Four months ago, Boris Johnson named Dominic Cummings as a senior aide and has since been strongly criticized for hiring an adviser with open eugenicist views, after it emerged that Mr. Cummings suggested in his own writings that the NHS should cover the cost of selecting babies to have higher IQs (Cambridge dictionary definition; intelligence quotient: a measure of someone’s intelligence found from special tests). His eugenic thinking created a storm between scientists and bioethicists, as well as in public opinion.
Now, English paper The Economist has published an article denouncing the role of Dominic Cummings in the London lockdown, saying that, “Nothing he’s done has matched his decision to drive his family 270 miles north during the lockdown, defying the government’s slogan at the time, ‘stay home, protect the NHS, save lives’, that he helped devise”. As a result, Boris Johnson has fallen several points in his approval rating.
Boris Johnson staff eugenicism created a political and ethical storm
From our bioethical point of view, rather than describe an eccentric figure, we would like to address Dominic Cummings’s eugenics, which is not an opinion but a conviction, which is becoming a trend in certain political and ethical personalities in the UK (read our analysis of The principle of Procreative Beneficence (PB) developed by Julian Savulescu). “He (Cummings) argues that history is driven forward by high-IQ mavericks who can see a new world gestating in the womb of the old. He is in awe of great scientists and mathematicians who revolutionize entire intellectual fields. But his own role models are Promethean statesmen who create new political orders—Bismarck is a particular favorite—or visionaries within the government who create high-performance organizations free from the chains of bureaucracy. This champion of populism is, in fact, engaged in a mission to turn Britain into a ‘meritocratic technopolis’, as he puts it. Mr. Cummings takes particular pleasure in quoting William James’s dictum: ‘When superior intellect and a psychopathic temperament coalesce…we have the best possible conditions for the kind of effective genius that gets into the biographical dictionaries.’ (May 28, The Economist). But his thoughts and projects don’t stop here, said British newspaper The Guardian: “In a blog post covering his views on the future of ‘designer babies’, Cummings said he believed rich would-be parents would inevitably select embryos with ‘the highest prediction for IQ’ and floated the idea that ‘a national health system should fund everybody to do this’ to avoid an unfair advantage for the wealthy.”
Designer babies option was strong criticized by scientific community
In this respect, “The professor, who is editor-in-chief of the Annals of Human Genetics, whose original title was the Annals of Eugenics, called the idea “ludicrous” and said: “It’s incredible to think that his proposals would involve creating 10 healthy fertilized embryos and then discarding nine of them, purely to select the one which scored highest on some completely illusory measure. Prof Richard Ashcroft, a medical ethicist at City University, called Cummings’ ideas “cargo cult science”. He added: “This idea that we can use biological selection to improve individuals and society, and that the state through the NHS, should facilitate this, really is pure eugenics.”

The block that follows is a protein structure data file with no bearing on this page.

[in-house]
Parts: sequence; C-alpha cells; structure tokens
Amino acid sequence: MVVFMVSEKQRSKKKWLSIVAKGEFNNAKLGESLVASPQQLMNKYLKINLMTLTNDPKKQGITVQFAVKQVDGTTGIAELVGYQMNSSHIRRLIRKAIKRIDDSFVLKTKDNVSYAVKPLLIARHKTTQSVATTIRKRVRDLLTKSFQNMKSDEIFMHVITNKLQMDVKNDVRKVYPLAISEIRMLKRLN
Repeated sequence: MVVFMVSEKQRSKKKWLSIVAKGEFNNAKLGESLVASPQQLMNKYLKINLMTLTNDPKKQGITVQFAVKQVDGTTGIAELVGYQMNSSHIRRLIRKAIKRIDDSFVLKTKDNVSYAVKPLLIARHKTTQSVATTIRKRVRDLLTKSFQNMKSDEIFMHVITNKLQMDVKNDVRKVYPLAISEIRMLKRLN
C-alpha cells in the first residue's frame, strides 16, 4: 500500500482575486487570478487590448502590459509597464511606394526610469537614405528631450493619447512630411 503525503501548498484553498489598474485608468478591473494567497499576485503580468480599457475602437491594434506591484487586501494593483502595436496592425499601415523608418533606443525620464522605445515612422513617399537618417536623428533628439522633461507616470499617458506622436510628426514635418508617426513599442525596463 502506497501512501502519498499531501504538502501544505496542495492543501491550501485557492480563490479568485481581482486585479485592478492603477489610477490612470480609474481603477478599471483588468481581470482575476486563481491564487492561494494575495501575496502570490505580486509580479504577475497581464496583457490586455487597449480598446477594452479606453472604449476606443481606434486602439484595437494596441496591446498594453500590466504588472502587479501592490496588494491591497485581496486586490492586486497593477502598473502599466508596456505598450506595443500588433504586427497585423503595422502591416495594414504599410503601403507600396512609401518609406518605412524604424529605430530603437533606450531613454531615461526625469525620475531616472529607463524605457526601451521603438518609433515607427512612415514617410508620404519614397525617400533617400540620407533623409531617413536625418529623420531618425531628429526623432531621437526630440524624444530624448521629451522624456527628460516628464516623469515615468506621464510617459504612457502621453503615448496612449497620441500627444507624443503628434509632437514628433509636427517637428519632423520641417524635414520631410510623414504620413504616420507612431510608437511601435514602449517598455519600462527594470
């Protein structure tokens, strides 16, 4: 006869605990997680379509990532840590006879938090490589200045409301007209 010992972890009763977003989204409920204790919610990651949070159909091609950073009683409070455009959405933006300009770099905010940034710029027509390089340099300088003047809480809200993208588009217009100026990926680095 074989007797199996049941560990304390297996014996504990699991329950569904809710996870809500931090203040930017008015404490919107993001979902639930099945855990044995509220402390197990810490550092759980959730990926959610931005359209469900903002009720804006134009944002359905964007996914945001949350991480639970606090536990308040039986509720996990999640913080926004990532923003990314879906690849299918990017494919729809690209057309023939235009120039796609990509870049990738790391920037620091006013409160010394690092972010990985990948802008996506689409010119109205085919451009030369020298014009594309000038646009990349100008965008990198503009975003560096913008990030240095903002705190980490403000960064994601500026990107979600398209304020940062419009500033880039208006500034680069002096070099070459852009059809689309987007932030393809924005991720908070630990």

“All people have, without any discrimination, the inalienable right to exist, regardless of whether their state of health is more or less ideal.” read more HERE
In which measure Boris Johnson staff eugenicism continue?
Even when experts criticized Cummings’s theories about genetics, saying they were “unworkable, unethical and amounted to eugenics”, he did not reply and continues with the supporting designed babies.
“Cummings’s writings do not make any reference to race in relation to genetics and intelligence. But Labour and leading geneticists criticized Cummings for veering into the territory of eugenics – the practice of selection of desirable traits for the improvement of humans.”
Sabinsky recent No 10 adviser resignation didn’t stop the same views of Cummings remarks
The Guardian’s article concludes “No 10 declined to comment on whether Cummings still held the same views on selection of genes for intelligence as expressed in the 2014 post. It has repeatedly refused to answer questions this week over whether Johnson agrees with Sabisky (No 10 adviser resigned over race comments last February) that black people have lower IQs on average. A BBC article said, “Downing Street has only said its adviser Andrew Sabisky has resigned, following criticism of alleged past remarks on pregnancies, eugenics and race.”